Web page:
“It’s a perfect storm of some people still being financially behind on their rent and landlords seeing the prices of their homes now probably double from what they were a year and a half ago,” he said. “Landlords are probably wondering to themselves if now’s a good time to sell and make a lot of money or if now’s a good time to raise their rent significantly. The reality is we don’t know what’s going to happen.”
Another hurdle is that some landlords are resistant to accepting emergency rental assistance in lieu of payment from their tenant because they are not paying taxes on their rental income and don’t want to come onto the radar of county government, according to state Rep. Troy Hashimoto. He helped write the legislation that temporarily changes the landlord-tenant code to incentivize mediation as an alternative to eviction.
In other cases there is a lack of awareness about the availability of emergency rental assistance or confusion about how to access it, which is something mediators say they can help with.
“Our data shows that most people are just one month behind in rent because I think most people have been responsible and tried to get caught up,” Hashimoto said.
“And I think if you’re a landlord you’re going to have to be reasonable at some point,” he said. “If your tenant’s only one month behind in rent, when you go before a judge and the judge is going to have the final say, I don’t know if it’s necessarily going to go in your favor.”
At first only landlords whose tenants are four or more months behind on their rent can serve their tenant an eviction notice.
Landlords must wait until Sept. 6 to serve an eviction notice for tenants three months behind on their rent, and Nov. 6 for tenants two months behind on their rent. Starting Jan. 6, landlords may start the process to evict any tenant who has missed one month of rent or more.
Landlords will be required to notify a mediation center if they wish to evict a tenant. Mediation centers will proactively reach out to tenants whose landlords want to terminate their rental agreement and encourage them to schedule a free 90-minute mediation session with their landlord and a mediator.
Mediation sessions are supposed to be scheduled within 15 days of the tenant receiving notice of eviction and completed within 30 days of the notice, a timeline that essentially buys landlords and tenants an additional month to work out an agreement.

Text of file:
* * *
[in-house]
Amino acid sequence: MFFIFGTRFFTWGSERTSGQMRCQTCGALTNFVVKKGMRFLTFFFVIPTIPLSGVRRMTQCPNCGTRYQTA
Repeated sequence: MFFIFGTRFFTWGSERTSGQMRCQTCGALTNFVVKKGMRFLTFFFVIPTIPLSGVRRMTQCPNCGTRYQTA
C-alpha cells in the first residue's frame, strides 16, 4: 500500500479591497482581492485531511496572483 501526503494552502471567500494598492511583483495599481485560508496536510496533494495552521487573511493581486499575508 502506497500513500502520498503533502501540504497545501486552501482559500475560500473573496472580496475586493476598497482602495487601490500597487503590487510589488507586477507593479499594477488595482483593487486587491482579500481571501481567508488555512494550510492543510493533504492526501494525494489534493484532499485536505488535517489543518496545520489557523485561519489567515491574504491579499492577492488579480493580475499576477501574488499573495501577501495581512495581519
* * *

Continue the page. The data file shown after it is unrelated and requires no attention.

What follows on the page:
“I don’t want to make it sound like mediation is the perfect remedy for every case,” said Tracey Wiltgen, executive director of The Mediation Center of the Pacific. “But what we’ve learned is that oftentimes there is a lot of miscommunication, mistrust and misunderstanding that can be worked through.”
Wiltgen estimated that roughly 1,500 to 2,000 tenants will receive eviction notices from their landlords in the first two months after the eviction ban lapses.
Historically, mediation resolves about half of all landlord-tenant disputes in Hawaii, with about 22% of cases resulting in the tenant being allowed to stay in their housing and the other 28% resulting in the tenants agreeing to move out instead of being forced out through the eviction process, according to Wiltgen.
But Wiltgen said she expects an even higher success rate for the eviction diversion mediation services available through next August. That’s because mediation services have historically lasted only about 25 minutes at the courthouse as part of the formal eviction process, whereas the pandemic-related mediation services last up to 90 minutes and can be done remotely or in-person in a more informal setting.
Landlords and tenants do not need to wait for the eviction moratorium to expire to begin mediation, and Wiltgen said Oahu has seen an uptick in mediation for landlord-tenant disputes over the last six months.
But on Kauai, the pandemic-related mediation program offered by the nonprofit Kauai Economic Opportunity for landlords and tenants has not had any participants yet.
“With the deadline right around the corner, it kind of baffles me except that maybe it’s just the human nature of things,” said KEO chief executive officer MaBel Fujiuchi. “Sometimes we all wait to do things until we absolutely have to do it.”